Everyone is a suspect, including the dead man. As rumors and accusations fly, long-simmering racial tensions explode overnight, and Winston, whose own tragic past has followed him like a ghost, must do his duty while facing the painful repercussions of old decisions. Winston also knows that his days as sheriff may be numbered. He’s up for re-election against a corrupt and well-connected challenger, and his deputies are choosing sides. As if these events weren’t troubling enough, he must finally confront his daughter Colleen, who has come home grieving a shattering loss she cannot fully articulate.

As the suspense builds and this compelling mystery unfolds, Wiley Cash delves deep into the hearts of these richly drawn, achingly sympathetic characters to reveal the nobility of an ordinary man struggling amidst terrifying, extraordinary circumstances. 

Sankofa by Chibundu Onuzo

Onuzo is an incredibly talented author that you should be reading if you aren’t already. This book is certain to be on several awards lists and notable lists. It is definitely on mine!

Shane Mullen, Left Bank Books, St. Louis, MO

A woman wondering who she really is goes in search of a father she never knew—only to find something far more complicated than she ever expected—in this moving and hopeful novel of self-discovery for readers of An American Marriage.

Anna is at a stage of her life when she’s beginning to wonder who she really is. In her 40s, she has separated from her husband, her daughter is all grown up, and her mother—the only parent who raised her—is dead.

Searching through her mother’s belongings one day, Anna finds clues about the African father she never knew. His student diaries chronicle his involvement in radical politics in 1970s London. Anna discovers that he eventually became the president—some would say dictator—of a small nation in West Africa. And he is still alive…

When Anna decides to track her father down, a journey begins that is disarmingly moving, funny, and fascinating. Like the metaphorical bird that gives the novel its name, Sankofa expresses the importance of reaching back to knowledge gained in the past and bringing it into the present to address universal questions of race and belonging, the overseas experience for the African diaspora, and the search for a family’s hidden roots.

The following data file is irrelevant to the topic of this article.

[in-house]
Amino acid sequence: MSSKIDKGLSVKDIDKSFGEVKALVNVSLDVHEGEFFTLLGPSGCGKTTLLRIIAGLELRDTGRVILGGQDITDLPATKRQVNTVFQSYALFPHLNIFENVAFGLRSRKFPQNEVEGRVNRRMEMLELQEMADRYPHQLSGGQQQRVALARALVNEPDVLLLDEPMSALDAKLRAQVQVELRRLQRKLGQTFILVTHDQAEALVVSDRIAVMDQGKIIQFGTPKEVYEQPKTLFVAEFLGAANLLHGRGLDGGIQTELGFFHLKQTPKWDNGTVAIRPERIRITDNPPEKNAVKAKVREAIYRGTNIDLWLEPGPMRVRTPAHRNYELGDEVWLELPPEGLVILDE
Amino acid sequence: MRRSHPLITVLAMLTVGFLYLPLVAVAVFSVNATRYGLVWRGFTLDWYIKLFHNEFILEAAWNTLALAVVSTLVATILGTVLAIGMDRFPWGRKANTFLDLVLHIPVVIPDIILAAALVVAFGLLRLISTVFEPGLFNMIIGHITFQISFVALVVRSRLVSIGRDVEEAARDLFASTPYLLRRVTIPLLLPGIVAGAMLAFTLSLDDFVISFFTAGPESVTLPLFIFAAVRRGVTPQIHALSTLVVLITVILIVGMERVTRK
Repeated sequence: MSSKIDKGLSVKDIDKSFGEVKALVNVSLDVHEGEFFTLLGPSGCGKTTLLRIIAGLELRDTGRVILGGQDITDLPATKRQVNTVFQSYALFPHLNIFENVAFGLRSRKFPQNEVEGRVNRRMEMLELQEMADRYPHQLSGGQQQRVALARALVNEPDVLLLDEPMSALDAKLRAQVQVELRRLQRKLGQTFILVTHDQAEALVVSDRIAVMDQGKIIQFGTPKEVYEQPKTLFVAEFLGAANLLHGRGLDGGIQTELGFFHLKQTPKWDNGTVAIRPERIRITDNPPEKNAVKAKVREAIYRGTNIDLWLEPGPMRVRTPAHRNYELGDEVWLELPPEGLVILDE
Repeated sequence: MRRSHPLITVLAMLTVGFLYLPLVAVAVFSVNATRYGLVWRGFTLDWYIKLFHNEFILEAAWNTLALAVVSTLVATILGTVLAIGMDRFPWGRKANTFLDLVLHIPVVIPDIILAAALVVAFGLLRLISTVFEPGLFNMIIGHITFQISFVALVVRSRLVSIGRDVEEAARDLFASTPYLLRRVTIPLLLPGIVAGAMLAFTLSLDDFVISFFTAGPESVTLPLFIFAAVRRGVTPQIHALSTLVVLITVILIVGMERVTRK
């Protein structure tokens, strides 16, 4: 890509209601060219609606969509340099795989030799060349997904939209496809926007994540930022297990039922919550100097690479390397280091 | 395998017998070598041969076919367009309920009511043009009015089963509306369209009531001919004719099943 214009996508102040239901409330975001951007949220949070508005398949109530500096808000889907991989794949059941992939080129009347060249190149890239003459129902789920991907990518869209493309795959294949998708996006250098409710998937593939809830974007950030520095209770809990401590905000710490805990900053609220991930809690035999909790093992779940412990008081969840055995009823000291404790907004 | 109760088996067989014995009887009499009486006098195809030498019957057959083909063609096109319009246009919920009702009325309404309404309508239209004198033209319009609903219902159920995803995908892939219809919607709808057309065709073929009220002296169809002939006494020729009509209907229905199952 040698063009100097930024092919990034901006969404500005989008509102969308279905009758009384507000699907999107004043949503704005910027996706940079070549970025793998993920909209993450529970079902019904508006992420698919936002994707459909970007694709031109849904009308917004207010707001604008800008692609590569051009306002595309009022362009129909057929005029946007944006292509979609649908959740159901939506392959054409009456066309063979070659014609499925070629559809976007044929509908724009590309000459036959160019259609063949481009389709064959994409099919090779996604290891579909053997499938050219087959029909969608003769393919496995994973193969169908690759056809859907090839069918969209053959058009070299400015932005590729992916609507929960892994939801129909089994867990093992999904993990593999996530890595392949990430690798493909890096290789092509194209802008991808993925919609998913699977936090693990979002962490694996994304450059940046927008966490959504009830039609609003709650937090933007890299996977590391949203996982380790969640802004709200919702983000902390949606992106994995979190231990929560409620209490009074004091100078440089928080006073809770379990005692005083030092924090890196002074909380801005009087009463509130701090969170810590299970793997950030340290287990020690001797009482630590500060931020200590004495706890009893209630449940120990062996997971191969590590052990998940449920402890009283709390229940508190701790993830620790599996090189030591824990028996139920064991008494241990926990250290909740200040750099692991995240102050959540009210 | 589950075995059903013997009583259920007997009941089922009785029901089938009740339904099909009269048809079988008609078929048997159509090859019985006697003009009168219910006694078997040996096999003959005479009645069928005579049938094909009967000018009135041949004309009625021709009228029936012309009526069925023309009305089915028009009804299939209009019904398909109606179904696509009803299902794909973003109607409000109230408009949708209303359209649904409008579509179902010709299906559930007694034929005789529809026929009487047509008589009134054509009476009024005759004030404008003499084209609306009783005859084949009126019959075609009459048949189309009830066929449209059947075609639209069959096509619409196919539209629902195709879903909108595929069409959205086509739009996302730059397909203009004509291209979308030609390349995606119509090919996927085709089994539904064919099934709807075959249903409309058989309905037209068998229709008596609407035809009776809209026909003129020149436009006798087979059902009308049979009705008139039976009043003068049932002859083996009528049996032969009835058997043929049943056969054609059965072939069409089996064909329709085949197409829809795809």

Examining freedom, prejudice, and personal and public inheritance, Sankofa is a story for anyone who has ever gone looking for a clear identity or home, and found something more complex in its place.

Fight Night by Miriam Toews

Told from the perspective of a little girl named Swiv, who lives with her pregnant mother and eccentric grandmother, Fight Night is filled with laugh-out-loud, subtle, and smart observations of family dynamics and the human condition.

Mia Wigmore, DIESEL, A Bookstore (Brentwood), Brentwood, CA

From the bestselling author of Women Talking and All My Puny Sorrows, a compassionate, darkly humorous, and deeply wise new novel about three generations of women.

“You’re a small thing,” Grandma writes, “and you must learn to fight.” Swiv’s Grandma, Elvira, has been fighting all her life. From her upbringing in a strict religious community, she has fought those who wanted to take away her joy, her independence, and her spirit. She has fought to make peace with her loved ones when they have chosen to leave her. And now, even as her health fails, Grandma is fighting for her family: for her daughter, partnerless and in the third term of a pregnancy; and for her granddaughter Swiv, a spirited nine-year-old who has been suspended from school. Cramped together in their Toronto home, on the precipice of extraordinary change, Grandma and Swiv undertake a vital new project, setting out to explain their lives in letters they will never send.